Long-term facilities driving virus cases
LISBON — Columbiana County’s rising coronavirus numbers can in part be attributed to a rise in cases at a long-term care facility, according the county Health Commissioner Wes Vins on Friday.
Currently, Columbiana County has 1,578 accumulative cases, which public information officer Laura Fauss said includes 1,468 who have recovered. Of the 1,578 cases, 956 were inmates from the federal prison, 110 are residents from long-term care facilities and 512 are community members. There has been an increase of 61 community positives since last Friday.
Vins said some of those general community positives can be linked to health care workers who had been serving those from a long-term care facility. There has been a 15-case increase in long-term care facility cases. Several other cases are asymptomatic with people being found due to sports teams being tested, businesses serving as a testing site and people being prescreened prior to surgery.
Those asymptomatic people who test positive are being asked to isolate for 10 days and those who are deemed a contact are asked to quarantine for 14 days.
There have been no additional deaths reported, a number which remains at 60. Another number that has barely increased is hospitalizations with the Ohio Department of Health listing Columbiana County with 168.
On Thursday, the county was moved from level one yellow to level two orange on the Ohio Public Health Advisory System, meeting two of the seven indicators regarding exposure and spread of the COVID-19 outbreak. However, Vins said that does not mean a change to the back-to-school plans for every school district in Columbiana County.
Instead, Vins said the health department has promised the school superintendents to keep them informed if there is an outbreak involving community members in a particular zip code which cause concern to be an indication the schools should consider changing the plans the particular school district affected.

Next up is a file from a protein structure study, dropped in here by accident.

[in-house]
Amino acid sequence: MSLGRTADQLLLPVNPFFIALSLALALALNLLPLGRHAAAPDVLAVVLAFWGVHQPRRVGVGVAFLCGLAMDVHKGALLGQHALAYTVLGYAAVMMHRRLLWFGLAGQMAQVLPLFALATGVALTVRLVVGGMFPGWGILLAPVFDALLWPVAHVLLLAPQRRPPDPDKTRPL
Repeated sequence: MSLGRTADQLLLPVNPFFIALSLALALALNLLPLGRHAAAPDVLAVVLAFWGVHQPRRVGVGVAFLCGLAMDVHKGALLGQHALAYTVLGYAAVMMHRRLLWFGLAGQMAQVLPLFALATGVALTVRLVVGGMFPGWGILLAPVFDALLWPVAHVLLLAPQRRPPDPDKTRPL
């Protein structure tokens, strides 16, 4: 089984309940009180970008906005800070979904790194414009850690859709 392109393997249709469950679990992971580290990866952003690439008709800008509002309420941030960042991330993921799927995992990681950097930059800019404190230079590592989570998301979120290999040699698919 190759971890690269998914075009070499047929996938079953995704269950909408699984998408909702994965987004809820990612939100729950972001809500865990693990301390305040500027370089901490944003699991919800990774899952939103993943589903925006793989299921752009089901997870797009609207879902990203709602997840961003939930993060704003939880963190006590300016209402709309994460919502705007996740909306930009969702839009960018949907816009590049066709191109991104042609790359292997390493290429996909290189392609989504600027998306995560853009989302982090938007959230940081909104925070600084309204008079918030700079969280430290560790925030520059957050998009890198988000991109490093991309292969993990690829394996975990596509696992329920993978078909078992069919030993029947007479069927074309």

Vins and the health department have been continuing to work with the superintendents about the start of school, the upcoming Shaker Woods Village, the junior fair and Crestview’s theater program performing the “Hunchback of Notre Dame” this weekend. In every case, Vins said the people involved in the programs are considering and implementing multiple changes to make their event as safe as possible in light of the coronavirus situation.
For instance, by size the Shaker Woods Village could have had 3,800 people spread out over their 10-acre site, but chose to go with an even safer 3,200 people. Either number was far below the usual crowds. There will be no entertainment and Vins said it is more of a retail sales location, but instead of a inside facility it is outdoors, which is considered safer by many experts. The small buildings will have occupancy limits, a team of 15 people will be working to make sure everyone is adhering to guidelines and health screenings will be conducted.
On the stage at Crestview’s Performing Arts Center, Vins said there will be limited actors and actresses including those wearing masks on stage, the smaller than usual pit orchestra has been moved farther from the stage and only families will be in physical attendance, spaced throughout the auditorium where about 900 people could usually crowd in.
“The arts and theater are as important to our schools and community as our sports teams and 4-H programs,” Vins said. “Implementing good risk reduction protocols for these activities are essential to the continual development of our young people.”
At the county fairgrounds, 4-Hers will still get a chance to show their projects, but the fair as a whole has been canceled.
“There’s a lot of people going to great lengths to protect the legacy of the junior fair and protect those children,” Vins said of the junior fair organizers.
In all those events, stores and any public place people may go, Vins said the plans for safety involve the same four risk reduction techniques health care officials long have been urging — distance, facial coverings, hand washing and cleaning surfaces.
“If everybody does those things in our everyday life, we’re going to make great progress against this,” Vins said. “Those four things are the backbones to reducing the risk.”
While we continue to learn to live with coronavirus, Vins said he wants to encourage those finding themselves overwhelmed by the situation to seek counseling through a local organization like the Counseling Center or call a hotline.
As of Friday afternoon, there are 91,159 confirmed and probable cases of COVID-19 in Ohio and 3,489 confirmed and probable COVID-19 deaths. A total of 10,678 people have been hospitalized, including 2,534 admissions to intensive care units.